I think one of the other points, Matt – that in many of our shopping centers, we have in large amount, where there are anchors, a lot of them are supermarkets, which are very strong and we are comfortable that those will be able to hold up some of the shopping centers. I admit there was some decline in tenants beyond that.

Gerald Lipkin

One of the hallmarks to Valley's success over the years has been in our underwriting. Our underwriting criteria is tough and we try to make sure that in all circumstances, the bank is protected. So, when times get difficult, it is not a guarantee that you are not going to suffer problems, but the probability of problems is diminished significantly.

Matthew Clark – KBW

That is helpful. Thank you.

Operator

(Operator instructions) Thank you. Our next question comes from Travis Anderson from Gilder, Gagnon, Howe. Please go ahead with your question.

Travis Anderson – Gilder, Gagnon, Howe

Good morning. How are you? I was wondering, now that we are six months or so into this crash in New York, whether you are seeing any of that spill over at all into the residential real estate, if you have seen any change. I remember you telling us that last year real estate in northern New Jersey was only down by 10% in price. Wonder if you have seen any change lately?

Gerard Lipkin

We have not seen, Al Engel is sitting next to me, and is our (inaudible) – Al?

Al Engel

Yes, our past dues 30 days and up have held relatively constant. One of the things that we have always done is a lot of the Wall Street employment tends toward the higher-priced real estate. We have always required significant equity in the higher-priced real estate and equity is protecting us in this real estate recession. While many of the Wall Street crowd when they did lose employment left with benefit packages that they are presently living on. The real stress in that marketplace may still come later this year. But thus far, we are not seeing any significant sign to stress in that portfolio.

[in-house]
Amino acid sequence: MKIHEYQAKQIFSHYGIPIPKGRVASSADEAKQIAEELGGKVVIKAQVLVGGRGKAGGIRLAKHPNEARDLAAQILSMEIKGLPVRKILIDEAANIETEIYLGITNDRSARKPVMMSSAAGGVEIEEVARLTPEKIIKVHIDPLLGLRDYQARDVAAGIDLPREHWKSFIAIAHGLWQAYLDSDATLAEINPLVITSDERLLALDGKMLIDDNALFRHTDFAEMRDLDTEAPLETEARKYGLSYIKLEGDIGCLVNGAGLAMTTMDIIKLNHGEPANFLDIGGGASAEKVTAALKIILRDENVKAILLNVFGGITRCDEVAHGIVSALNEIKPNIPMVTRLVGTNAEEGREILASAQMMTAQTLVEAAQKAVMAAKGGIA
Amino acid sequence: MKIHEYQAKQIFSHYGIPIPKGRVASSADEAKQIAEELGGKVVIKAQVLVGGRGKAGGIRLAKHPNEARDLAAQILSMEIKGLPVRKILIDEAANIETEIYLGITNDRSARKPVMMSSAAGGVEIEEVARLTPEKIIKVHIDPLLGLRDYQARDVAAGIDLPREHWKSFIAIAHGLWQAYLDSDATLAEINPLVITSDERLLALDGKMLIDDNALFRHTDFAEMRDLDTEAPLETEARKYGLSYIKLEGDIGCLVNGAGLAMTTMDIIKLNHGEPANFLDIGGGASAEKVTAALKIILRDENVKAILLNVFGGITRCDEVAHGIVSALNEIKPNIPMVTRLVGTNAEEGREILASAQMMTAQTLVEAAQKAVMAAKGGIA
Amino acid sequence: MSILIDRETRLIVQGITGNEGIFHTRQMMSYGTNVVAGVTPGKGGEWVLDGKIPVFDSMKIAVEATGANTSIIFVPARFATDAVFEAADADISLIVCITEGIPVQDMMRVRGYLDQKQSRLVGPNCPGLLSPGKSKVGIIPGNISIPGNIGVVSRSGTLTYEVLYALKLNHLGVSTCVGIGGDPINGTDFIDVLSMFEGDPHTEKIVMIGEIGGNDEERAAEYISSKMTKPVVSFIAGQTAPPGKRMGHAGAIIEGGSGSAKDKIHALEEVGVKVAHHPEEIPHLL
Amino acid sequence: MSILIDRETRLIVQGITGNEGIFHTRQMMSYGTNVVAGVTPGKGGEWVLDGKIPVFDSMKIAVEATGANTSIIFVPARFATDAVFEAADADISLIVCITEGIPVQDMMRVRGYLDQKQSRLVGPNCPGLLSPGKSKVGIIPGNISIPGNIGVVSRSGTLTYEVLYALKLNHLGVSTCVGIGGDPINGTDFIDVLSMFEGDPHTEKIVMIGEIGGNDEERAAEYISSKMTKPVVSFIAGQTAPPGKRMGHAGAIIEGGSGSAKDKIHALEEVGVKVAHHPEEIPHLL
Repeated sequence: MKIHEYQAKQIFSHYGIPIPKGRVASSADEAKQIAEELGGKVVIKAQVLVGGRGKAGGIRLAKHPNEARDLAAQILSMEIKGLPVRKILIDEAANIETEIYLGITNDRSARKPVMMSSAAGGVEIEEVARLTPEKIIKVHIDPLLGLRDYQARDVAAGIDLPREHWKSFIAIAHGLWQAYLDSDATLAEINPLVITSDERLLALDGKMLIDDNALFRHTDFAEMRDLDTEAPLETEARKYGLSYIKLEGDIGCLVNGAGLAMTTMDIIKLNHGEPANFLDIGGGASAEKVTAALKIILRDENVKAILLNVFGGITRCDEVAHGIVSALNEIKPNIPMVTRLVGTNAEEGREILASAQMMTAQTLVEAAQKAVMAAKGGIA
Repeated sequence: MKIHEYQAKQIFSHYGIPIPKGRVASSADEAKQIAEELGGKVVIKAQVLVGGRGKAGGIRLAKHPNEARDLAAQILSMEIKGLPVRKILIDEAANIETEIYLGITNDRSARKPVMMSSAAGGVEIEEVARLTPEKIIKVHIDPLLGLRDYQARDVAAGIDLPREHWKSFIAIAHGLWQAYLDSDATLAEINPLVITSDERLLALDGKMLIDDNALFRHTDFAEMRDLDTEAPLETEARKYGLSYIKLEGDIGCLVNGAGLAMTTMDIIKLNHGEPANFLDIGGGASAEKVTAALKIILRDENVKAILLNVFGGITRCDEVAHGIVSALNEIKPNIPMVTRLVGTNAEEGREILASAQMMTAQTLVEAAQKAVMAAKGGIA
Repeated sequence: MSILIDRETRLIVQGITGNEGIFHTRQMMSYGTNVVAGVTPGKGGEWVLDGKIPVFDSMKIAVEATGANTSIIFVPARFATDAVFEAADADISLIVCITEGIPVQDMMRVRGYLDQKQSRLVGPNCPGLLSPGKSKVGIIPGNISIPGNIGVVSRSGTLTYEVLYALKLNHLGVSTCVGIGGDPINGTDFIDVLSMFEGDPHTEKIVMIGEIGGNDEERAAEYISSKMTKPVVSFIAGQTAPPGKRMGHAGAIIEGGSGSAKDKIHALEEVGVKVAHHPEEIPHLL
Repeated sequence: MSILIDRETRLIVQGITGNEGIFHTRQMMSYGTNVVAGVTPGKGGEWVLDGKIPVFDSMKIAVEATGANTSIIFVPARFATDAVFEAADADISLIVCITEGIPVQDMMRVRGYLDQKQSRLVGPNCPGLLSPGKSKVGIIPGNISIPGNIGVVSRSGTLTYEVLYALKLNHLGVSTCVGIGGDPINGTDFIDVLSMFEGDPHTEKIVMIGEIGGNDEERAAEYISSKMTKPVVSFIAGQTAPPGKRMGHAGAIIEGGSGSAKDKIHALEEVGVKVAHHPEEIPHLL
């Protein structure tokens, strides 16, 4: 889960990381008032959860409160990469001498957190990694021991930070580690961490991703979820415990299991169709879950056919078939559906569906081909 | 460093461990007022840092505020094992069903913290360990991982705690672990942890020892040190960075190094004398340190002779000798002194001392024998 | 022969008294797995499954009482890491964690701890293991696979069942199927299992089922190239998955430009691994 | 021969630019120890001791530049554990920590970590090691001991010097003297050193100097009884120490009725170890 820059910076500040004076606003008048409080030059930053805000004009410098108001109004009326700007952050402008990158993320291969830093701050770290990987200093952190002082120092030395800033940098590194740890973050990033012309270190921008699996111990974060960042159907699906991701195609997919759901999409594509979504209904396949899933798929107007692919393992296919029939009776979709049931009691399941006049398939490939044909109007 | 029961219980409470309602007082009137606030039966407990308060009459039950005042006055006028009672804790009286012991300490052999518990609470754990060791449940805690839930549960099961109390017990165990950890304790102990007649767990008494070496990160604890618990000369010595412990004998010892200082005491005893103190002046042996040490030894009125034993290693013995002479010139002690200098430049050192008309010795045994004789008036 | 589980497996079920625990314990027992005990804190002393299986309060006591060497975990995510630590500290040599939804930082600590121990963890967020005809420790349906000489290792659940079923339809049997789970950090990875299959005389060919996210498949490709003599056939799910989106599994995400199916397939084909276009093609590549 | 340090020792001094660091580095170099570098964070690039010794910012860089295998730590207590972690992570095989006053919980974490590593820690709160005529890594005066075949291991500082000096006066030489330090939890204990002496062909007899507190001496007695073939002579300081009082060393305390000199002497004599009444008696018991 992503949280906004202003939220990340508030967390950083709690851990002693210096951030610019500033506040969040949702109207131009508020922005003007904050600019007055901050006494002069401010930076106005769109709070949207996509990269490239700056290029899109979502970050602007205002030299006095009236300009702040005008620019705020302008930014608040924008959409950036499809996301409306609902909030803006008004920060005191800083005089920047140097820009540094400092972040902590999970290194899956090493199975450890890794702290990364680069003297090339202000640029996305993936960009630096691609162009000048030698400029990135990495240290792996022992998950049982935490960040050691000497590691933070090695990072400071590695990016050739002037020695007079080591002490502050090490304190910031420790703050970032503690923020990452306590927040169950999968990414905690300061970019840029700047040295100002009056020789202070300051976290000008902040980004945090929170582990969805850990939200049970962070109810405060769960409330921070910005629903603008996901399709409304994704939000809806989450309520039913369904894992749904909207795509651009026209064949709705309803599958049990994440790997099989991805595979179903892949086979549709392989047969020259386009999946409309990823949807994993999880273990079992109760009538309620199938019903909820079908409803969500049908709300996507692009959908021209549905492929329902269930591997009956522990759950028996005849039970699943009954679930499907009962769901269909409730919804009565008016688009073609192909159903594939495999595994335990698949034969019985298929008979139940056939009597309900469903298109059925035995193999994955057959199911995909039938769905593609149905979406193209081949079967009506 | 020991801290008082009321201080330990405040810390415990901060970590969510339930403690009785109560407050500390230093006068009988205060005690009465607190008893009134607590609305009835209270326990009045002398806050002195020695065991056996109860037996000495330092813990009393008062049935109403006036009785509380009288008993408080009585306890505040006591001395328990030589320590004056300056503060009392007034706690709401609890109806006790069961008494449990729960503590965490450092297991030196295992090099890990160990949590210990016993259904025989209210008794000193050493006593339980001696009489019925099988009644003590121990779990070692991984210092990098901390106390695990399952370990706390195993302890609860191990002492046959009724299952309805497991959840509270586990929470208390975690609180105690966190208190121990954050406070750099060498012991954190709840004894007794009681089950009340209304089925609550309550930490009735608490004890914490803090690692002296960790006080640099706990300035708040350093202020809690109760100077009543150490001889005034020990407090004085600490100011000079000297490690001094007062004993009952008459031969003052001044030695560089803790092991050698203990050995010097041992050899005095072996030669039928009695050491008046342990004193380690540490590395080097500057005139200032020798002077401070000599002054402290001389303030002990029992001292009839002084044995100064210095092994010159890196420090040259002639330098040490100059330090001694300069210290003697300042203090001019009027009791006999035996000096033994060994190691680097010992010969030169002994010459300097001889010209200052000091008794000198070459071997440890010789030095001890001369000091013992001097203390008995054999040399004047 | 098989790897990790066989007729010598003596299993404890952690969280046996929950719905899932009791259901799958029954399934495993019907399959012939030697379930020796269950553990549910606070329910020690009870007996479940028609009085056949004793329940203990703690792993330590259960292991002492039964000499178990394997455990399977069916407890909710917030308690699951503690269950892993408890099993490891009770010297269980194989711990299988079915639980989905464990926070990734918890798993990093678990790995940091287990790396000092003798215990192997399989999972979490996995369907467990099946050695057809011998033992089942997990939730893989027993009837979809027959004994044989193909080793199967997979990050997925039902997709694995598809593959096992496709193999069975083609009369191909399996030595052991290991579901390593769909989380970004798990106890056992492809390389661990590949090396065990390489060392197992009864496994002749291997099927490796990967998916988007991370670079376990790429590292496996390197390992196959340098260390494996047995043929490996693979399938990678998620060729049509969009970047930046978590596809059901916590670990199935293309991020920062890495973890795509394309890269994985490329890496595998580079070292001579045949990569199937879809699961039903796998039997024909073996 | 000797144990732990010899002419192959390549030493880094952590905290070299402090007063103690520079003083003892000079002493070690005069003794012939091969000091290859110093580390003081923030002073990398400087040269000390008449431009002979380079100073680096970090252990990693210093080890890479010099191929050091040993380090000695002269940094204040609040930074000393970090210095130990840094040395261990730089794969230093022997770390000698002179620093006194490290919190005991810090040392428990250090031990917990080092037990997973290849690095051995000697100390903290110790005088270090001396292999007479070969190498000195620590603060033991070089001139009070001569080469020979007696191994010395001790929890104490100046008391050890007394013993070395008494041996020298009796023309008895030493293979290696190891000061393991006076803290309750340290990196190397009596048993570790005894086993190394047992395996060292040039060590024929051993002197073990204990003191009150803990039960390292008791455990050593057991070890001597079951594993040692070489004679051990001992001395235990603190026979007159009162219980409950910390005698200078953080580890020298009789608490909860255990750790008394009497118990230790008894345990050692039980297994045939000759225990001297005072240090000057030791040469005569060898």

Travis Anderson – Gilder, Gagnon, Howe

Thanks.

Operator

Thank you, sir. The next question comes from Tong Katin [ph] from Dakhnan Securities [ph]. Please go ahead with your question.

Tong Katin – Dakhnan Securities

Hi, good morning. Thank you for taking the question. Two things, I probably just missed them. Did you give a commercial real estate mortgage bucket delinquency number? And if not, what is it? And secondly –

Alan Eskow

Roughly, 1.25%

Tong Katin – Dakhnan Securities

What was the number?

Alan Eskow

1.25%.

Tong Katin – Dakhnan Securities

1.25%. And the other question was –

Alan Eskow

That’s 30 days delinquent. Not 90 or non-accrual, that’s everything in the bucket.

Tong Katin – Dakhnan Securities

I understand. Thank you. The other thing that I missed it, when you talked about the stress test in the commercial mortgage side, you mentioned the number six out of X number of mortgages have loan-to-value greater than 90%. What was the total?

Alan Eskow

It was 2,000. I think it came out as 200. It was actually – there were 2,000 loans.

Tong Katin – Dakhnan Securities

Right. So you said, if a 20% decline in value would take that number up to 10%. So that’s why I worried my math wasn’t working –

Alan Eskow

All right.

Tong Katin – Dakhnan Securities

Okay. Thank you very much for the clarification.

Alan Eskow

All right.

Operator

Thank you, sir. (Operator instructions) Thank you. There appear to be no further questions. Please continue with any other points you wish to raise.

Gerald Limpkin

Well, we just want to thank everybody for listening in. And hope to be speaking to you in three months.